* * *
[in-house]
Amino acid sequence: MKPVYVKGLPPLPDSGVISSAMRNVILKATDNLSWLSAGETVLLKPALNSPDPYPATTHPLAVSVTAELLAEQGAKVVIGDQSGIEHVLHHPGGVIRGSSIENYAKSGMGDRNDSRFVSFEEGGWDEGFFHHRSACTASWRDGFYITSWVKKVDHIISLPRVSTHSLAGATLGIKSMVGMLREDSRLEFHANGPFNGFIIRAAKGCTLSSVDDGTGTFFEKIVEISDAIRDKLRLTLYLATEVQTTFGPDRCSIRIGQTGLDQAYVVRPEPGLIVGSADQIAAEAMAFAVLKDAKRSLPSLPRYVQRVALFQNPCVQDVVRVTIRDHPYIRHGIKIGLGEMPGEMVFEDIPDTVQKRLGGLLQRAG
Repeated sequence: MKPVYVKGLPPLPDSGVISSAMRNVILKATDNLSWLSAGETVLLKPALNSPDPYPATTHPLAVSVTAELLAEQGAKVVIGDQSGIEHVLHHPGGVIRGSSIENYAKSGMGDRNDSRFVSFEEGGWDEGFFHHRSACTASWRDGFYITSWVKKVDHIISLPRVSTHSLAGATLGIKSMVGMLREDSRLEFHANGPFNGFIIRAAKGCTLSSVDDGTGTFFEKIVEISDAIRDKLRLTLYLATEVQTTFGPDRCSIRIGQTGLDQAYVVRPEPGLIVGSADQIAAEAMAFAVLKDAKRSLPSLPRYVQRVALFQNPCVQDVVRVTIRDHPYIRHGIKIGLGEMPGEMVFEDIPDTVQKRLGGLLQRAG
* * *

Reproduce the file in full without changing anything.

[in-house]
Amino acid sequence: MKPVYVKGLPPLPDSGVISSAMRNVILKATDNLSWLSAGETVLLKPALNSPDPYPATTHPLAVSVTAELLAEQGAKVVIGDQSGIEHVLHHPGGVIRGSSIENYAKSGMGDRNDSRFVSFEEGGWDEGFFHHRSACTASWRDGFYITSWVKKVDHIISLPRVSTHSLAGATLGIKSMVGMLREDSRLEFHANGPFNGFIIRAAKGCTLSSVDDGTGTFFEKIVEISDAIRDKLRLTLYLATEVQTTFGPDRCSIRIGQTGLDQAYVVRPEPGLIVGSADQIAAEAMAFAVLKDAKRSLPSLPRYVQRVALFQNPCVQDVVRVTIRDHPYIRHGIKIGLGEMPGEMVFEDIPDTVQKRLGGLLQRAG
Repeated sequence: MKPVYVKGLPPLPDSGVISSAMRNVILKATDNLSWLSAGETVLLKPALNSPDPYPATTHPLAVSVTAELLAEQGAKVVIGDQSGIEHVLHHPGGVIRGSSIENYAKSGMGDRNDSRFVSFEEGGWDEGFFHHRSACTASWRDGFYITSWVKKVDHIISLPRVSTHSLAGATLGIKSMVGMLREDSRLEFHANGPFNGFIIRAAKGCTLSSVDDGTGTFFEKIVEISDAIRDKLRLTLYLATEVQTTFGPDRCSIRIGQTGLDQAYVVRPEPGLIVGSADQIAAEAMAFAVLKDAKRSLPSLPRYVQRVALFQNPCVQDVVRVTIRDHPYIRHGIKIGLGEMPGEMVFEDIPDTVQKRLGGLLQRAG